Muscular diseases like Duchenne Muscular Dystrophy and Pompe disease become manifest at young age. In these diseases loss of muscle mass and function result from the ultimate failure of satellite cell proliferation and differentiation to repair the ongoing muscle damage during these conditions (Hawke and Garry, 2001). Reference values for satellite cell densities in healthy children are, however, still missing. The observation that in rodent skeletal muscle the number of satellite cells per myonucleus decreases rapidly in the first weeks after birth (Moss and Leblond, 1970; White et al., 2010) suggests that the accretion of myonuclei occurs at its highest rate early after birth. If a similar situation applies to human muscle, this would be revealed as a rapid increase in myonuclear number in the first months after birth followed by a more gradual increase thereafter.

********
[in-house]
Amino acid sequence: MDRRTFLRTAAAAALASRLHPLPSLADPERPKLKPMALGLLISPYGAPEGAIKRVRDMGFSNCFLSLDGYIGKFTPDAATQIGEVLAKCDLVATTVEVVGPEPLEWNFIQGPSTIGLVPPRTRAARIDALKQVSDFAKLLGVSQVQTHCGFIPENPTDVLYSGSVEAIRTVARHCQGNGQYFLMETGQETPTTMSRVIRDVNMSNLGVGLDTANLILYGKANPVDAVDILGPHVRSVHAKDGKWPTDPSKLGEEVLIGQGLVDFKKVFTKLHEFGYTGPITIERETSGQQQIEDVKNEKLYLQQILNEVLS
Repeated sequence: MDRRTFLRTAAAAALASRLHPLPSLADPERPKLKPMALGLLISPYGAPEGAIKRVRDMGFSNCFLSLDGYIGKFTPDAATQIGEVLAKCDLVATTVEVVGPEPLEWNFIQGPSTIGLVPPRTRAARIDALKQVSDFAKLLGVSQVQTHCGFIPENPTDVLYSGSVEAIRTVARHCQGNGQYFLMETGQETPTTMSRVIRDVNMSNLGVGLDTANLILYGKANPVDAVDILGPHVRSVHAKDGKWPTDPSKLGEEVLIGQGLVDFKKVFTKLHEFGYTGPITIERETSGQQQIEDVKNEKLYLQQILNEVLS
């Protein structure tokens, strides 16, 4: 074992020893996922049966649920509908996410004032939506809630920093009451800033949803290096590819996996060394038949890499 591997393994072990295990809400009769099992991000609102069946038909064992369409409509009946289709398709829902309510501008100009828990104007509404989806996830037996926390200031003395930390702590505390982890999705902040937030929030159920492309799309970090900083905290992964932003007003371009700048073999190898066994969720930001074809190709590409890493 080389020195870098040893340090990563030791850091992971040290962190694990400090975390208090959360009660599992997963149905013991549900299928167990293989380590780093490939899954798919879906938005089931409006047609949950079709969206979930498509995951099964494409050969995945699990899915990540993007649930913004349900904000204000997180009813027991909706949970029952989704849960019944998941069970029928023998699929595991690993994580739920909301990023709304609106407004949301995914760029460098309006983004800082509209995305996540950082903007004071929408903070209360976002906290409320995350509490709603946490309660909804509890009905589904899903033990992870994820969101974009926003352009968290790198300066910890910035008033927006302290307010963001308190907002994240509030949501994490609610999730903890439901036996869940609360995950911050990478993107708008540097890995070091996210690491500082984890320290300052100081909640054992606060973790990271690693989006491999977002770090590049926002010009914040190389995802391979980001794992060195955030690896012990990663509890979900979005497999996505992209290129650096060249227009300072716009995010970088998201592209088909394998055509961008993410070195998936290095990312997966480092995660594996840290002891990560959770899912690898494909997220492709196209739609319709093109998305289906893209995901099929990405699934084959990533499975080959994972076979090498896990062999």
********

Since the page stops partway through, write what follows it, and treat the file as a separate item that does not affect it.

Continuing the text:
The objective of this study was therefore to determine the time course of changes in myonuclear domain area and satellite cell density during human muscle growth from one week after birth till adolescence.

MATERIALS AND METHODS